As I’m sure others here have been doing, I’ve been keeping up with Glenn Greenwald’s coverage of Snowden’s leaks about the NSA. I’ve been kind of disgusted by the fact that this stuff appears to be legal even though it’s terrible. And that so many politicians have lied about the procedures, though that surprises me not a huge amount. I’m also not fool enough to believe this kind of surveillance doesn’t affect those of us north of the 49th.
But it seems like this weekend the progression of that story got much worse. It seems to me that holding the partner of a journalist under anti-terror laws for his role in supporting journalism is pretty heinous to those of us who believe in intellectual freedom.
It also seems that the UK government going to a news organization’s headquarters and making them destroy hard drives containing information they disapprove of is also fucking terrible.
These are laws created in a democracy designed for one thing being used to attempt to intimidate people who want to get information about our various democracies out there. This is legal but abusive. Gah. Fuck. More cussing.
To me this is clearly an intellectual freedom issue. This is the government telling someone what they are and are not allowed to talk about. This is bullshit.
As a librarian it might not be hitting where I live… yet. I mean, our government isn’t telling librarians what we are and aren’t allowed to have in our libraries, so maybe this isn’t our fight? But the fact that journalists are being disallowed from publishing certain stories is a big problem, and one that will spread. As librarians we can celebrate how we deal with cook challenges in various Bible Belts, but I think we should be doing more.
I would like to suggest that this year when Banned Books Week comes around, us librarians reach a bit further. I’d like to see us celebrating wikileaks cables and articles about Snowden in our libraries instead of merely pointing at the challenged books we have in our collections in a collective fit of smugness.
Books are fine. I love books, but I think celebrating our victories over past challenges is just another way to celebrate the status quo when there’s more we can do. Although, as a friend of mine said today, the baseline in libraries is a bit better:
If the status quo still includes intellectual freedom, mitigating income inequality, etc…sign me up.
Consider this a co-sign.
Cory Doctorow’s For The Win is about goldfarmers and unions and economics. It’s a good primer on all these issues, but as per usual, I feel like the novel was more of an excuse for Doctorow to write in-character mini-essays. Not to say they weren’t good essays, but yeah. The man definitely has opinions.
The idea is this: in-game economies are huge and underground and are worth more than a lot of countries. These economies are based on rare in-game items (magic gatling-swords) that you can only get by playing a long long time. When people have more money than time they can pay someone else for those benefits. This gives rise to ‘gold-farming’ which is where people play the game, grinding out tasks to collect items that can then be sold for real money. This is illegal but prevalent in game worlds. The Guardian recently did a story on how Chinese labour camps are making their prisoners gold-farm.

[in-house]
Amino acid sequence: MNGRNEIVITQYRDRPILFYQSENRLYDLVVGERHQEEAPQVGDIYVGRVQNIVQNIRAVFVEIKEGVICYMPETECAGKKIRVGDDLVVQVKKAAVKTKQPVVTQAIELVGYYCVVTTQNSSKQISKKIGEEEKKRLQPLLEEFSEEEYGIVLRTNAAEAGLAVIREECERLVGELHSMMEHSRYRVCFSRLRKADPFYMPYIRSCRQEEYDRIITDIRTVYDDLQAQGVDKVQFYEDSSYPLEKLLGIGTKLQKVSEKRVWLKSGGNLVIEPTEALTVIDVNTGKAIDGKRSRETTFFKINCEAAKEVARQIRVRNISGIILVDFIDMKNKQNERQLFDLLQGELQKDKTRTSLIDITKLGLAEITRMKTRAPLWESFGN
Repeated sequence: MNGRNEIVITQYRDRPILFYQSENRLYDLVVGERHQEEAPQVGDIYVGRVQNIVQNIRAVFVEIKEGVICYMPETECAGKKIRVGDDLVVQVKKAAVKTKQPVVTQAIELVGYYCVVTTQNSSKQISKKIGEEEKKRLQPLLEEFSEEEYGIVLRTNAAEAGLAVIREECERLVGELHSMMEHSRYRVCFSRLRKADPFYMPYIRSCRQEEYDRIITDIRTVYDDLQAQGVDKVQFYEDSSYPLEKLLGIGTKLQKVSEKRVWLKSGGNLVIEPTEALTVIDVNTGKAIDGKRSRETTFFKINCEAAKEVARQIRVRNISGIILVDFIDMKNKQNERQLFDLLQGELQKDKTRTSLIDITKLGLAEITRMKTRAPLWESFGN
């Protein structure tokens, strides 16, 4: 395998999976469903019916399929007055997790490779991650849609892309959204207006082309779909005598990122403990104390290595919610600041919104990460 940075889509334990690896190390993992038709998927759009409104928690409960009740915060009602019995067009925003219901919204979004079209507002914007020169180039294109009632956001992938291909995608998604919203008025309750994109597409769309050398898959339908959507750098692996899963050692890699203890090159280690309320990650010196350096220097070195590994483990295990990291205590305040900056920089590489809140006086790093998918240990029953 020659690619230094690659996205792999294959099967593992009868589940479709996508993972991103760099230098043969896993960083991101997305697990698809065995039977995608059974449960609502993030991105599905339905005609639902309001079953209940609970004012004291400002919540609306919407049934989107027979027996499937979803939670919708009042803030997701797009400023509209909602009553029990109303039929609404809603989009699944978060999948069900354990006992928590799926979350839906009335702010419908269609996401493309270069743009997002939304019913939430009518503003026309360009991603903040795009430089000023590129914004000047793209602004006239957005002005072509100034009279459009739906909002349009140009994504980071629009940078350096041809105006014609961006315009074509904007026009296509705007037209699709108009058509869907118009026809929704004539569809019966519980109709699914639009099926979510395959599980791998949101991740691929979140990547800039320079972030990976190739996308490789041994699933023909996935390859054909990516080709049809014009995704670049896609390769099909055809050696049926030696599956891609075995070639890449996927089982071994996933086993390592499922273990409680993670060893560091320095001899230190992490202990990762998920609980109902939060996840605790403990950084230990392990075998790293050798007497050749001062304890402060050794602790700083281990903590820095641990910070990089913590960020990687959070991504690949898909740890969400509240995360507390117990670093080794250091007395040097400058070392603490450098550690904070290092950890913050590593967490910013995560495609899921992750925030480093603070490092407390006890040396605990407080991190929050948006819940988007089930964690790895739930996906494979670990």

For The Win looks at this issue as a workers’ rights issue. These gold-farmers work for bosses, playing the games and generating revenue. The big question of the book is, since these economies are so huge what happens if the workers organize? Don’t the workers have power? There’s interaction between the organizing gamers and the “real-life” unions who don’t understand how that transnational kind of organization would work, and people dismissing it all as just a game anyway. There are a lot of cool ideas in the book.
The characters are a multinational bunch and generally likable. Doctorow’s good at giving you the “villain’s” perspective as well as your heroes’. There’s a lot in there that seems like it’s in there for no reason (WeiDong going to China in a customized shipping container thing is the main thing that bugged me in that regard). The explanations of interesting social experiments to do with money and economies and envy are interesting, but I feel like I’d like them to be integrated better into the story or separated out a bit (I think Neal Stephenson and Peter Watts both do a similar sorts of thing better, often by putting the essays into endnotes or appendices).
The other completely annoying thing was the advertisements for Cory’s favourite bookstores that ended every scene for the first half to two-thirds of the book. I don’t know if those are in the paper version or just the free-to-download .epub version I got from his website, but man oh man did I hate those interruptions. That’s something that would have been fine as footnotes, but bang right in the middle of the text, just angered me.
But yeah, it’s an interesting book for the economics of it all. If you’re an economist it might frustrate you with its explanations being too simplified or something but it was pretty good for interested layperson.
Charles Stross writes similar stuff about game economies and online crime with his books Halting State and its sequel which is out now (or very soon) Rule 34.